To understand what families are facing, and how to best work through it, it helps to understand the process of emerging adulthood. Emerging adulthood, the developmental stage lasting from about age 20 to 30, is all about developing an adult identity. It is a time of great discovery and growth, but simultaneously a period of potential insecurity, anxiety and of feeling stuck between adolescence and full-fledged adulthood. All of those potential negatives can be magnified for emerging adults who suddenly find themselves living at home, feeling off-track and dependent at a stage of life when progress and independence feel crucial. This raises the stakes in family conflict.

Further, emerging adulthood involves balancing individuation and connection. Individuation is all about developing the “me” part of an adult identity — learning what I love, how I love, who I am. Connection is all about developing the “we” part of an adult identity – learning what it means to relate to others as an adult member of a family, a group of friends or coworkers, or a romantic partnership. The balance between individuation and connection can be tough for families under normal circumstances — emerging adults often feel the need to temporarily push away from their families to prioritize their own growth and development. This can create a tug-of-war between needs of me and we in the family.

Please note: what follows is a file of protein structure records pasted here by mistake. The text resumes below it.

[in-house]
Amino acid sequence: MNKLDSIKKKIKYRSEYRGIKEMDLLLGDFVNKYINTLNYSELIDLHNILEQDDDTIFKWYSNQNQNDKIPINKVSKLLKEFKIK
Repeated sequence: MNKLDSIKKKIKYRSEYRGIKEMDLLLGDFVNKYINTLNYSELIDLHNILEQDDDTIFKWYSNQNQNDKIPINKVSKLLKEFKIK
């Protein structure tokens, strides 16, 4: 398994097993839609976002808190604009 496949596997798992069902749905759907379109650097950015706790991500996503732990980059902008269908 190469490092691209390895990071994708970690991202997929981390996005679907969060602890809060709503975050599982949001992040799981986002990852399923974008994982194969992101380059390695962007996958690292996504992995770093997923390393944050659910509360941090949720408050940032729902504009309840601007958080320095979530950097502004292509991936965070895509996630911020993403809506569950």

Under current conditions, however, issues of personal preference have become matters of personal safety, again upping the literal and emotional stakes. This is not to say that emerging adults are acting selfishly or that parents are always considering the needs of the group — rather it is to say that families have a hard enough time balancing me and we in emerging adulthood without feeling like there are life-or-death consequences to those decisions.